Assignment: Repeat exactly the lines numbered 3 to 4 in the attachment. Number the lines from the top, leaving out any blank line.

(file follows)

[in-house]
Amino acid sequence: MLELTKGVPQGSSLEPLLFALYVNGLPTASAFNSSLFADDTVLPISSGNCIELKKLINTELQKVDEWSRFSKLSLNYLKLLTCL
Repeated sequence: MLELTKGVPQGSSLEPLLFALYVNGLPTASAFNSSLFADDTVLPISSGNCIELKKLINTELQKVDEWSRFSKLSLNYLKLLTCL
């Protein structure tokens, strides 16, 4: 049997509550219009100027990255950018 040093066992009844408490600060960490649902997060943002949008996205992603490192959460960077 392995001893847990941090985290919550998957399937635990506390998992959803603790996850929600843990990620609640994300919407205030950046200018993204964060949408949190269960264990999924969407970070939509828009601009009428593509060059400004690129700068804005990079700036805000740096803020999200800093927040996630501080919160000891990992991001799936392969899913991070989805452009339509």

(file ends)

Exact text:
Repeated sequence: MLELTKGVPQGSSLEPLLFALYVNGLPTASAFNSSLFADDTVLPISSGNCIELKKLINTELQKVDEWSRFSKLSLNYLKLLTCL
């Protein structure tokens, strides 16, 4: 049997509550219009100027990255950018 040093066992009844408490600060960490649902997060943002949008996205992603490192959460960077 392995001893847990941090985290919550998957399937635990506390998992959803603790996850929600843990990620609640994300919407205030950046200018993204964060949408949190269960264990999924969407970070939509828009601009009428593509060059400004690129700068804005990079700036805000740096803020999200800093927040996630501080919160000891990992991001799936392969899913991070989805452009339509």